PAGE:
In a 2009 survey of thousands of journalists by TEKgroup International, 43% said it was difficult to find a company’s newsroom, and more than half said it was hard to find the name of the company’s media contact and how to reach him or her. That’s a dismal level of meeting the needs of those who are in a position to give your organization invaluable exposure and credibility.
To avoid frustrating media people who come to your site thinking they might want to highlight your company in a story, follow these eight best practices.
1. Navigation. Use obvious signage in the structure of your web site for the location of your online newsroom. By far, the best option is a major navigation link called simply “News,” “Press” or “Media.” Second best is offering the information the media need in the “About the Company” section of the site.
2. Press releases. Provide a searchable gallery of the organization’s releases, with the most recent ones first. Never provide this material as PDFs – only as regular HTML pages. Since one cannot cut and paste names and quotes from PDFs, media people regard companies providing publicity material in that form as horribly clueless.
3. Media contacts. Journalists are on deadline and will not submit a web form to reach someone who may or may not get back to them promptly. They want the name, email address and telephone number of the person who’s in a position to help them right away. If there are different media contacts for different divisions of the organization, list those and their areas of responsibility in your online newsroom.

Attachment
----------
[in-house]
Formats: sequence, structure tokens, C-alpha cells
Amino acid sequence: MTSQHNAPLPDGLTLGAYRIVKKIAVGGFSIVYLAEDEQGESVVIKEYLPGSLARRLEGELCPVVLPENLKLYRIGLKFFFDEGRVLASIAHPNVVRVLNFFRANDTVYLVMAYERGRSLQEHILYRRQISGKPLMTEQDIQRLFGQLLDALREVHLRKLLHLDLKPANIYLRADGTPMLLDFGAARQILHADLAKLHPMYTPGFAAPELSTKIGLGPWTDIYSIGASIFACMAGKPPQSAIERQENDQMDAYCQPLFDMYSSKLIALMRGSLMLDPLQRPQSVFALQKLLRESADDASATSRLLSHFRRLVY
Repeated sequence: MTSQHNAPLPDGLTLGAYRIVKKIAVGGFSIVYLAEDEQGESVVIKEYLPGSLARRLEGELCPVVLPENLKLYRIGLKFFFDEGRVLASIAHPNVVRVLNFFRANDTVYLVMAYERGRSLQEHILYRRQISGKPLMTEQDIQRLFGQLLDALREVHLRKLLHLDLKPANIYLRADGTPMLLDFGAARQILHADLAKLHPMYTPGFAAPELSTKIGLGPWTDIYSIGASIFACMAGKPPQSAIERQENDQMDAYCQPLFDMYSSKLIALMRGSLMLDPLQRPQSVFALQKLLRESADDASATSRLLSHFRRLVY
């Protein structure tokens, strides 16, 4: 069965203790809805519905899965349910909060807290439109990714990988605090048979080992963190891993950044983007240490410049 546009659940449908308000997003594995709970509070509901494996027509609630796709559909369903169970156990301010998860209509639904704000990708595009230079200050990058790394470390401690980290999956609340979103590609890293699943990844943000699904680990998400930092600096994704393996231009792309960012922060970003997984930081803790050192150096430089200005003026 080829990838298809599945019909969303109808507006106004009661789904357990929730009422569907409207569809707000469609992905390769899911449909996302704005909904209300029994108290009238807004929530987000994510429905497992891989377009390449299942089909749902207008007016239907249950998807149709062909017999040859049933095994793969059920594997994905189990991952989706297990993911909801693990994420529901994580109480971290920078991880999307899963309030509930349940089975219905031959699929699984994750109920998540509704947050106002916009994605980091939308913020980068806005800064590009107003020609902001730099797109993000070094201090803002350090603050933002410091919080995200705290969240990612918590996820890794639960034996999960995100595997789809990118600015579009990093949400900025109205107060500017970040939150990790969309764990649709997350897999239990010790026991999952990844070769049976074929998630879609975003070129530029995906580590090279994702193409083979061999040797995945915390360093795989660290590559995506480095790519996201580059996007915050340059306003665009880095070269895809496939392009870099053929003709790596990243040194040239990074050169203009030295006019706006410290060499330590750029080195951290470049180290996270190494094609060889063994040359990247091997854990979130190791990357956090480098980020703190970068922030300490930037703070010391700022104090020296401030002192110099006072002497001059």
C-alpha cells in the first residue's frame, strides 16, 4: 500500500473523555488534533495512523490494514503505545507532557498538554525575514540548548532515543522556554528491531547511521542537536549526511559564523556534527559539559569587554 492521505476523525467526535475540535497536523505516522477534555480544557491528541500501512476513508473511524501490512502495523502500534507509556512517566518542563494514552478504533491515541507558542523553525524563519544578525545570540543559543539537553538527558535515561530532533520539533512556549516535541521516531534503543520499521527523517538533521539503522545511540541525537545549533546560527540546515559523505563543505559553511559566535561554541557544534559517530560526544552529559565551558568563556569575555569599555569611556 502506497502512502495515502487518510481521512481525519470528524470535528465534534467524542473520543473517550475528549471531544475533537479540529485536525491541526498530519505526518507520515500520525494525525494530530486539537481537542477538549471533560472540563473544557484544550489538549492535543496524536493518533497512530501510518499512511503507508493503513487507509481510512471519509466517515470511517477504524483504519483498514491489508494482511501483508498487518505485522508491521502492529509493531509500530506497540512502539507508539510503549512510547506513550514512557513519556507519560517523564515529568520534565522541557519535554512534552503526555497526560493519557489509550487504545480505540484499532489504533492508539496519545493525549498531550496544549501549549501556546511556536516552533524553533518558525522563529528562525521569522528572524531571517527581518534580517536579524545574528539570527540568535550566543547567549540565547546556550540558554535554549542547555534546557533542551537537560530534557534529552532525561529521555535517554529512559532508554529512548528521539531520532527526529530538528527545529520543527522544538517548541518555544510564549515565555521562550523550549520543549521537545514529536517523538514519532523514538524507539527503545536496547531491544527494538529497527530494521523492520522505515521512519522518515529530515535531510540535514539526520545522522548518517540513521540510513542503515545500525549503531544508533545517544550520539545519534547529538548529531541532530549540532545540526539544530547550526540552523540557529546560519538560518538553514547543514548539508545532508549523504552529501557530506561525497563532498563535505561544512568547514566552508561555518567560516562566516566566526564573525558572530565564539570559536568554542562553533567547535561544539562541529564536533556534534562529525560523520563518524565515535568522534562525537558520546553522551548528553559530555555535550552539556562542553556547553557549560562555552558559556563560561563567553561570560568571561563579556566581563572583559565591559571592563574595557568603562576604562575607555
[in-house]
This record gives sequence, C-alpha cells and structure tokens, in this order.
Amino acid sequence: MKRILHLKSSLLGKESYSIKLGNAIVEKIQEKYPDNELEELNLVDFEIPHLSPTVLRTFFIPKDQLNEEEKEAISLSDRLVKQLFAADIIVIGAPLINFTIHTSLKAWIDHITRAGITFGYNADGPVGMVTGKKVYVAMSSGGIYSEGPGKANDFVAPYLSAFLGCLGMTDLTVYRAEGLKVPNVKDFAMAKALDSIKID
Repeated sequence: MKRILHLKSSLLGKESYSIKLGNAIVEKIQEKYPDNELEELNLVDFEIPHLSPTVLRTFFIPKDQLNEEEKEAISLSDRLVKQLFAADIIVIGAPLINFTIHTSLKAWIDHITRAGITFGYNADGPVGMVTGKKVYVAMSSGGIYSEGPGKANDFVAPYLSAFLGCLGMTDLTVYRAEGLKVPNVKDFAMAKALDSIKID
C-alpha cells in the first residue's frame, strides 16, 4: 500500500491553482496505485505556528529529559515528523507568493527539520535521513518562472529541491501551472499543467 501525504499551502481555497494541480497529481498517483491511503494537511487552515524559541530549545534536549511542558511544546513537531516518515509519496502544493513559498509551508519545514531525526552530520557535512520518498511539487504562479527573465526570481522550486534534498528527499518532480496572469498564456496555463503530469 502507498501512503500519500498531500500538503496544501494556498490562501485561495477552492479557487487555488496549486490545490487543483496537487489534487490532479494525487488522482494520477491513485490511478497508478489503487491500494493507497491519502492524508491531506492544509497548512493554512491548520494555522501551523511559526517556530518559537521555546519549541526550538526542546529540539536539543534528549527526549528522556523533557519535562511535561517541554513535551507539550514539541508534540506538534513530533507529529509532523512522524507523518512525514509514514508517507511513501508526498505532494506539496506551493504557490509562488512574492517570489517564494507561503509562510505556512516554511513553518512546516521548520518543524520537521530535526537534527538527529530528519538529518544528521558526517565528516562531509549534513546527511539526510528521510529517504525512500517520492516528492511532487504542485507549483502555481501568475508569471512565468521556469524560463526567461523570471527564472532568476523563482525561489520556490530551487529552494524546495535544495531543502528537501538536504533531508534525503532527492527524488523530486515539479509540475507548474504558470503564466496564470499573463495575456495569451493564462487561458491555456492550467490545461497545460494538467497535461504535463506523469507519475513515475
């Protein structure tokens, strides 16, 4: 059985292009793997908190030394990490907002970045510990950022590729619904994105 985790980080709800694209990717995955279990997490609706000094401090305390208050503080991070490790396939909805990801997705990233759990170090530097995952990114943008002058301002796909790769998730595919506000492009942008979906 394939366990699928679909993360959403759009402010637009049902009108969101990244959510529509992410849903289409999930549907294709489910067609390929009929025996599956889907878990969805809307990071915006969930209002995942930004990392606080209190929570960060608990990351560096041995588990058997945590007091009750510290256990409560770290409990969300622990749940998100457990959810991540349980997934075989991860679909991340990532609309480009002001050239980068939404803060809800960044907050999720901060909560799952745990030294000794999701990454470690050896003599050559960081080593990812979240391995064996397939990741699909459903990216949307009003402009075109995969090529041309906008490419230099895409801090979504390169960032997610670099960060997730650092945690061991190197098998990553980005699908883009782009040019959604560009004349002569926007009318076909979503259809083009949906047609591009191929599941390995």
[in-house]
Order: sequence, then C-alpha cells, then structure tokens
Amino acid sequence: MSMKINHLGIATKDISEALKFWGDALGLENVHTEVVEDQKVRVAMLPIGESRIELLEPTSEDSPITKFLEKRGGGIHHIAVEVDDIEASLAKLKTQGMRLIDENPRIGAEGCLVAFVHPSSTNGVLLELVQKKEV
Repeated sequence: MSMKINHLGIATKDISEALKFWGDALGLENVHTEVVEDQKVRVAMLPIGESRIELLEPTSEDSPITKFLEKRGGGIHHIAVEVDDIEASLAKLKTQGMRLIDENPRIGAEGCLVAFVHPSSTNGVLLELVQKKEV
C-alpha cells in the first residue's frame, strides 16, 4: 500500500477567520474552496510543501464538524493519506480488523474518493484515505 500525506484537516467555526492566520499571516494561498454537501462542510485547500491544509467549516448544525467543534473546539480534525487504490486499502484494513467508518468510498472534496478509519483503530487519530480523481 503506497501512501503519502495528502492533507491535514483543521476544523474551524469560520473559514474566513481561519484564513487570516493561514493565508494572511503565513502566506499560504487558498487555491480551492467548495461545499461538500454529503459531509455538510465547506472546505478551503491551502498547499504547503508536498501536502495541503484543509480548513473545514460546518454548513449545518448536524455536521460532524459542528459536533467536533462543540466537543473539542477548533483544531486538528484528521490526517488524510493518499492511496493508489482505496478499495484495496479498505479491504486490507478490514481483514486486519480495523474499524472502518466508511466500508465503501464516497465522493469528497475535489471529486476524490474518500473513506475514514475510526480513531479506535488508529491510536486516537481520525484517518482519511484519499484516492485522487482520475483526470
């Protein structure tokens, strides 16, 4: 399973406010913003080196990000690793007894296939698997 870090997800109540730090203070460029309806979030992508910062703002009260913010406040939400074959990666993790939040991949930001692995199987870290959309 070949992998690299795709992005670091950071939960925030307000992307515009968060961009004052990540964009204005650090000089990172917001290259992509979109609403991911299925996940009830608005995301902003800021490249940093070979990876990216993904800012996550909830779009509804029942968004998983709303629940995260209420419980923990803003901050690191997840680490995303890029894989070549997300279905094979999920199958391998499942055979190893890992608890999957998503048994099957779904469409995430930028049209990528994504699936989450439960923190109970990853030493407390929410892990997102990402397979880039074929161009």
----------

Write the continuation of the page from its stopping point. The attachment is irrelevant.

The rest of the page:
4. News clips. Media people like to scan through previous coverage of your company. Always clearly signal the difference between your releases and third-party coverage.
5. Executive bios and company history. Make these factual, readable and engaging in style. Do not fill them with “marketing speak.”
6. Photographs. Recognize that print publications need high-resolution photos (300 DPI), while online media require low-resolution photos (72 DPI). Provide both kinds of photos for instant download.
7. Video and audio. Reporters like the way these round out the portrait of your organization. Shorter works better than longer here. If you have videos or audios lasting longer than 10 minutes, provide a transcript as well as the clips.
8. Social media. Indicate how reporters can sign up for your Twitter feed, visit your Facebook page, read your blog and so on.
How can you be sure your online newsroom meets the needs of media people? Corral a few of them who have never visited your web site and sit them down in front of a computer. Give them several journalist-related tasks to perform without any hints from you, such as finding the media contact’s name and phone number, information about your social responsibility activities and the correct spelling of the name of the senior vice-president for South American operations.
If users can perform those tasks with at least 90% success, great. If not, revise your site to be more media-friendly and retest it. Having an effective online newsroom costs little, and its payoff – a higher public profile – can be quite huge!